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Relator v. Rehabcare Group East, Inc.

Court of Appeals of Minnesota

August 19, 2013

Michelle Moynan, Relator,
v.
Rehabcare Group East, Inc., Respondent,

UNPUBLISHED OPINION

Department of Employment and Economic Development File No. 30115252-3

Michelle D. Moynan, Sartell, Minnesota (pro se relator)

Rehabcare Group East, Inc., Nashville, Tennessee (respondent employer)

Lee B. Nelson, Department of Employment and Economic Development, St. Paul, Minnesota (for respondent department)

Considered and decided by Smith, Presiding Judge; Peterson, Judge; and Chutich, Judge.

PETERSON, JUDGE

This certiorari appeal is from an unemployment-law judge's (ULJ) decision that relator's request for reconsideration was untimely. We affirm.

FACTS

Relator Michelle Moynan was dismissed from her position as a physical-therapy assistant for falsifying her timecard and for falsely recording services that she performed for nursing-home patients. Relator applied for and received unemployment benefits. Relator's employer, respondent Rehabcare Group East, Inc., appealed.

Following an evidentiary hearing, a ULJ ruled that relator was discharged because of aggravated employment misconduct, was ineligible to receive benefits, and was overpaid benefits of $3, 568.00. The ULJ's decision stated that the decision would become final unless relator filed a request for reconsideration "on or before Tuesday, November 13, 2012."

Relator did not request reconsideration of the ULJ's decision until December 18, 2012. The ULJ dismissed the request for reconsideration as untimely. This certiorari appeal followed.

DECISION

This court may modify or reverse a ULJ's decision if the rights of an unemployment-benefits applicant are prejudiced because the findings, inferences, conclusion, or decision are made upon unlawful procedure, affected by an error of law, or not based on substantial evidence in the record. Minn. Stat. § 268.105, subd. 7(d)(3)-(5) (2012). We review de novo a ULJ's decision to dismiss an appeal for untimeliness. Rowe v. Dept. of Emp't & Econ. Dev., 704 N.W.2d 191, 194 (Minn.App. 2005) (stating that with regard to unemployment-compensation appeals, "[t]he timeliness of an appeal presents a question of law, which we review de novo."); see Kennedy v. Am. Paper Recycling Corp., 714 N.W.2d 738, 739 (Minn.App. 2012) (giving de novo review to untimely appeal from Minnesota Department of Employment and Economic Development decision on eligibility for benefits).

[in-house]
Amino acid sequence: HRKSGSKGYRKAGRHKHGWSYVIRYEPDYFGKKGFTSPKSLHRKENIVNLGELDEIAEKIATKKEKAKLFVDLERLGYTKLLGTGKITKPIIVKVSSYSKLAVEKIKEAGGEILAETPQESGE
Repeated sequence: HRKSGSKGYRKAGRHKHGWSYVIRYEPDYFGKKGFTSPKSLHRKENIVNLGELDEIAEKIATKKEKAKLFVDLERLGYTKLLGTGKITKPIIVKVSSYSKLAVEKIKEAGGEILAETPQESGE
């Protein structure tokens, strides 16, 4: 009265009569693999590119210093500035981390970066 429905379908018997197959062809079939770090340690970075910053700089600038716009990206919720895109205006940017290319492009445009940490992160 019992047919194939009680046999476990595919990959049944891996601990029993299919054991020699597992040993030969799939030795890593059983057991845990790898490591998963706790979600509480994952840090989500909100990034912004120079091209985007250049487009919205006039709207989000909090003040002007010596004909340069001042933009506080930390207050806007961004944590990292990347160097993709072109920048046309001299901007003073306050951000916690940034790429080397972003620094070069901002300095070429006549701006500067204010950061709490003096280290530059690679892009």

A ULJ's decision becomes final unless "within 20 calendar days of the sending of the [ULJ's] decision" the unemployment-benefits applicant files "a request for reconsideration." Minn. Stat. § 268.105, subd. 1(c), 2(a) (2012). This court will strictly construe "the procedures for filing and serving appeals, " particularly when a statute "fall[s] within a unique statutory scheme." King v. Univ. of Minn., 387 N.W.2d 675, 677 (Minn.App. 1986) (quotations omitted), review denied (Minn. Aug. 13, 1986); see Rowe, 704 N.W.2d at 194 ("An administrative agency's jurisdiction depends entirely on the statute under which it operates.").

"[S]tatutes relating to the time for appeal or review of determinations made" under the unemployment-compensation statute are strictly construed. Kenzie v. Dalco Corp., 309 Minn. 495, 497, 245 N.W.2d 207, 208 (1976) (construing appeal under predecessor unemployment-compensation statute). This court has construed the statutory period for filing an appeal from an initial determination of eligibility for unemployment benefits as absolute, and has dismissed untimely appeals for lack of jurisdiction. See Stassen v. Lone Mountain Truck Leasing, LLC, 814 N.W.2d 25, 29 (Minn.App. 2012) ("An untimely appeal from a[n eligibility] determination must be dismissed for lack of jurisdiction."); Kennedy, 714 N.W.2d at 739-40 (stating that statutory appeal period for challenging an eligibility determination is "absolute and unambiguous" and an untimely appeal "must be dismissed for lack of jurisdiction"). The statutory time limit for filing an appeal has been strictly enforced, even when the benefits applicant missed the filing deadline by only one day. See, e.g., Semanko v. Dep't of Emp't Servs., 309 Minn. 425, 427, 430, 244 N.W.2d 663, 664, 666 (1976) (affirming dismissal of appeal brought by benefits applicant when appeal was filed eight days after mailing of eligibility decision, under predecessor statute that provided for seven-day appeal period, construing provision as "absolute and unambiguous"). We are not aware of any authority that permits us to depart from the rule of strict construction when construing the procedure for filing a request for reconsideration.

Relator does not dispute that she failed to file a request for reconsideration within 20 days after the ULJ's decision was mailed, but she asserts that she was medically unable to make a timely request for reconsideration. Relator asserts that under Minn. Stat. § 268.105, subd. 2(d) (2012), if a benefits applicant who files a request for reconsideration can show good cause for failing to participate in an evidentiary hearing before the ULJ, the ULJ must order a new evidentiary hearing. While this is an accurate description of section 268.105, subd. 2(d), relator fails to recognize that, before an applicant may attempt to show good cause for failing to participate in an evidentiary hearing, the applicant must file a timely request for reconsideration. Relator did not file a timely request for reconsideration.

Because the 20-day period to request reconsideration of the ULJ's decision is absolute and unambiguous and must be strictly construed, the ULJ had no authority to consider relator's request for reconsideration. We, therefore, affirm the ULJ's decision to dismiss relator's request for reconsideration.

Affirmed.


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